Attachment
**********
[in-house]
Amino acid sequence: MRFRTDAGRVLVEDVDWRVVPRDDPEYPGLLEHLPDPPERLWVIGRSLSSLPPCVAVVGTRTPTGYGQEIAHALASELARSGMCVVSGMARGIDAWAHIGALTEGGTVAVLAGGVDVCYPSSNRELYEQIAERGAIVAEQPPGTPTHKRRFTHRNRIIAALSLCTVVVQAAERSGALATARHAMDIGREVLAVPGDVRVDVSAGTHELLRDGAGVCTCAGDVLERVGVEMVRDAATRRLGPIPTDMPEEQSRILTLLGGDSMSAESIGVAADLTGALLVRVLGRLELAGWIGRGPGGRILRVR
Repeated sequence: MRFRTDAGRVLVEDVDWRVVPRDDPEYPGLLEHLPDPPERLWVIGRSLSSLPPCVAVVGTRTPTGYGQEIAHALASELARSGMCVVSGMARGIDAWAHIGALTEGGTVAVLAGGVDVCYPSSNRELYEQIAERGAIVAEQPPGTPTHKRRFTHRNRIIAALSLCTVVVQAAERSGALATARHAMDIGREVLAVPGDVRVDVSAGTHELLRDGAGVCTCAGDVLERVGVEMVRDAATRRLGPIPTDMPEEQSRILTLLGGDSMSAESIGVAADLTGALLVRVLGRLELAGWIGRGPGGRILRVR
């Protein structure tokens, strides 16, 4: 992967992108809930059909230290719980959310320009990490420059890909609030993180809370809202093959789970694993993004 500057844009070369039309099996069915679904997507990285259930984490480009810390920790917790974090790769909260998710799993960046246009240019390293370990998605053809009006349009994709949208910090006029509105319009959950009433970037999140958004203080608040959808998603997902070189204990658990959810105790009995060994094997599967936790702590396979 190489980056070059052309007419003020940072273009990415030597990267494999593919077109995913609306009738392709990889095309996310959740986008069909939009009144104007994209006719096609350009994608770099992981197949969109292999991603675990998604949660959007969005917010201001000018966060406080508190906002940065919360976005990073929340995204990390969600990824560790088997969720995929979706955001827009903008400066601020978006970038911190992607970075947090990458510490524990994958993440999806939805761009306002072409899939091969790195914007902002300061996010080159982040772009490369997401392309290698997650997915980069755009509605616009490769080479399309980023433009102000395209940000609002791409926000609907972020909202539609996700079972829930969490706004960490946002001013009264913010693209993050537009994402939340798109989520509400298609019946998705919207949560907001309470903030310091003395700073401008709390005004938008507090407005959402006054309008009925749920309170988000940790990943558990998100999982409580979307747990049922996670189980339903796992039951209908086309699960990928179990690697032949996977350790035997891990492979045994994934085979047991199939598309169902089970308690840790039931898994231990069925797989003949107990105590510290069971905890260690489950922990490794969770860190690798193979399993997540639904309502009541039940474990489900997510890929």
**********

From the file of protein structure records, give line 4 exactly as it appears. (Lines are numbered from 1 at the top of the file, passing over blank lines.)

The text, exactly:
């Protein structure tokens, strides 16, 4: 992967992108809930059909230290719980959310320009990490420059890909609030993180809370809202093959789970694993993004 500057844009070369039309099996069915679904997507990285259930984490480009810390920790917790974090790769909260998710799993960046246009240019390293370990998605053809009006349009994709949208910090006029509105319009959950009433970037999140958004203080608040959808998603997902070189204990658990959810105790009995060994094997599967936790702590396979 190489980056070059052309007419003020940072273009990415030597990267494999593919077109995913609306009738392709990889095309996310959740986008069909939009009144104007994209006719096609350009994608770099992981197949969109292999991603675990998604949660959007969005917010201001000018966060406080508190906002940065919360976005990073929340995204990390969600990824560790088997969720995929979706955001827009903008400066601020978006970038911190992607970075947090990458510490524990994958993440999806939805761009306002072409899939091969790195914007902002300061996010080159982040772009490369997401392309290698997650997915980069755009509605616009490769080479399309980023433009102000395209940000609002791409926000609907972020909202539609996700079972829930969490706004960490946002001013009264913010693209993050537009994402939340798109989520509400298609019946998705919207949560907001309470903030310091003395700073401008709390005004938008507090407005959402006054309008009925749920309170988000940790990943558990998100999982409580979307747990049922996670189980339903796992039951209908086309699960990928179990690697032949996977350790035997891990492979045994994934085979047991199939598309169902089970308690840790039931898994231990069925797989003949107990105590510290069971905890260690489950922990490794969770860190690798193979399993997540639904309502009541039940474990489900997510890929």